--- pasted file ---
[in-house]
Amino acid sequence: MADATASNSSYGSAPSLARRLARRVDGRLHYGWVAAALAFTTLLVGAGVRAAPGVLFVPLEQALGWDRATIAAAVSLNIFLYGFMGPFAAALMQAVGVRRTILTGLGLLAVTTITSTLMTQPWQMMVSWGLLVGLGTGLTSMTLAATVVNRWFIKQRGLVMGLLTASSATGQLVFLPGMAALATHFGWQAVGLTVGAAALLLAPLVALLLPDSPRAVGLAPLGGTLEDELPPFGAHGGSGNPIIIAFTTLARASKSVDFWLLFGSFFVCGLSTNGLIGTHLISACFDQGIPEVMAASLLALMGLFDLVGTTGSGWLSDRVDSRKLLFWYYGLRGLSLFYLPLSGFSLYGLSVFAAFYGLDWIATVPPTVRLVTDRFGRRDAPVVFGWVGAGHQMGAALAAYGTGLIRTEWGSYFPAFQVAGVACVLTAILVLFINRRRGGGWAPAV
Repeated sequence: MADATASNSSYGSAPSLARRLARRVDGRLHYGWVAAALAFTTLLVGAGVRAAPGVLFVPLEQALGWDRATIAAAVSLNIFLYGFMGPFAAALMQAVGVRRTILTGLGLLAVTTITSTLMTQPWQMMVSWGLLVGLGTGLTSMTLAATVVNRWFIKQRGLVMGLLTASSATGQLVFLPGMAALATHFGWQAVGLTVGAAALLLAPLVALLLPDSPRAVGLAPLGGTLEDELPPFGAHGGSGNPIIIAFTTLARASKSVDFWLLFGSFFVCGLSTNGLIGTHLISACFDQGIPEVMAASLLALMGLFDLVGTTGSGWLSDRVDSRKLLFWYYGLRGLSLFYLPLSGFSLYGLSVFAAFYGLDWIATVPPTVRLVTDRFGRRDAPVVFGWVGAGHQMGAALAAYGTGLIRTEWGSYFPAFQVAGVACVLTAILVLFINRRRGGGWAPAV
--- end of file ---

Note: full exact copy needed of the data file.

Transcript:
[in-house]
Amino acid sequence: MADATASNSSYGSAPSLARRLARRVDGRLHYGWVAAALAFTTLLVGAGVRAAPGVLFVPLEQALGWDRATIAAAVSLNIFLYGFMGPFAAALMQAVGVRRTILTGLGLLAVTTITSTLMTQPWQMMVSWGLLVGLGTGLTSMTLAATVVNRWFIKQRGLVMGLLTASSATGQLVFLPGMAALATHFGWQAVGLTVGAAALLLAPLVALLLPDSPRAVGLAPLGGTLEDELPPFGAHGGSGNPIIIAFTTLARASKSVDFWLLFGSFFVCGLSTNGLIGTHLISACFDQGIPEVMAASLLALMGLFDLVGTTGSGWLSDRVDSRKLLFWYYGLRGLSLFYLPLSGFSLYGLSVFAAFYGLDWIATVPPTVRLVTDRFGRRDAPVVFGWVGAGHQMGAALAAYGTGLIRTEWGSYFPAFQVAGVACVLTAILVLFINRRRGGGWAPAV
Repeated sequence: MADATASNSSYGSAPSLARRLARRVDGRLHYGWVAAALAFTTLLVGAGVRAAPGVLFVPLEQALGWDRATIAAAVSLNIFLYGFMGPFAAALMQAVGVRRTILTGLGLLAVTTITSTLMTQPWQMMVSWGLLVGLGTGLTSMTLAATVVNRWFIKQRGLVMGLLTASSATGQLVFLPGMAALATHFGWQAVGLTVGAAALLLAPLVALLLPDSPRAVGLAPLGGTLEDELPPFGAHGGSGNPIIIAFTTLARASKSVDFWLLFGSFFVCGLSTNGLIGTHLISACFDQGIPEVMAASLLALMGLFDLVGTTGSGWLSDRVDSRKLLFWYYGLRGLSLFYLPLSGFSLYGLSVFAAFYGLDWIATVPPTVRLVTDRFGRRDAPVVFGWVGAGHQMGAALAAYGTGLIRTEWGSYFPAFQVAGVACVLTAILVLFINRRRGGGWAPAV